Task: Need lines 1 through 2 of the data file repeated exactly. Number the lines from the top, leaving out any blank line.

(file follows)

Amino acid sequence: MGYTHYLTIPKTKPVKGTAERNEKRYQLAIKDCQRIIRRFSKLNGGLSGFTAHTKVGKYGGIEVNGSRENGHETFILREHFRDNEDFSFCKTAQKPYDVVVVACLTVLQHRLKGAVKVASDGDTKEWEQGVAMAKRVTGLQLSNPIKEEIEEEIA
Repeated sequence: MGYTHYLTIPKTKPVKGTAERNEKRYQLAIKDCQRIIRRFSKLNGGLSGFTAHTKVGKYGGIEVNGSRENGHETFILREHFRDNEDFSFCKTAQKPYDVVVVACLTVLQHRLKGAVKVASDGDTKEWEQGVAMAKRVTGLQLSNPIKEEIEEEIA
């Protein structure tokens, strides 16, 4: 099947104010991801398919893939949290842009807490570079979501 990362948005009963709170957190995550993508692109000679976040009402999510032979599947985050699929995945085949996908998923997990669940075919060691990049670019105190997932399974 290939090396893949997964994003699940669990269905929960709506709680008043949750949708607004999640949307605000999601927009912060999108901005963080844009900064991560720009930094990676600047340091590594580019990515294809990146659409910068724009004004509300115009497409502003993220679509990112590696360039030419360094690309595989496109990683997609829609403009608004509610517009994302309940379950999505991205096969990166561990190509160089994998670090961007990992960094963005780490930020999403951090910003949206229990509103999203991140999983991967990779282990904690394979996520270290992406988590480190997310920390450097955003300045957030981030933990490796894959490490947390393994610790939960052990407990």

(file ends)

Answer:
Amino acid sequence: MGYTHYLTIPKTKPVKGTAERNEKRYQLAIKDCQRIIRRFSKLNGGLSGFTAHTKVGKYGGIEVNGSRENGHETFILREHFRDNEDFSFCKTAQKPYDVVVVACLTVLQHRLKGAVKVASDGDTKEWEQGVAMAKRVTGLQLSNPIKEEIEEEIA
Repeated sequence: MGYTHYLTIPKTKPVKGTAERNEKRYQLAIKDCQRIIRRFSKLNGGLSGFTAHTKVGKYGGIEVNGSRENGHETFILREHFRDNEDFSFCKTAQKPYDVVVVACLTVLQHRLKGAVKVASDGDTKEWEQGVAMAKRVTGLQLSNPIKEEIEEEIA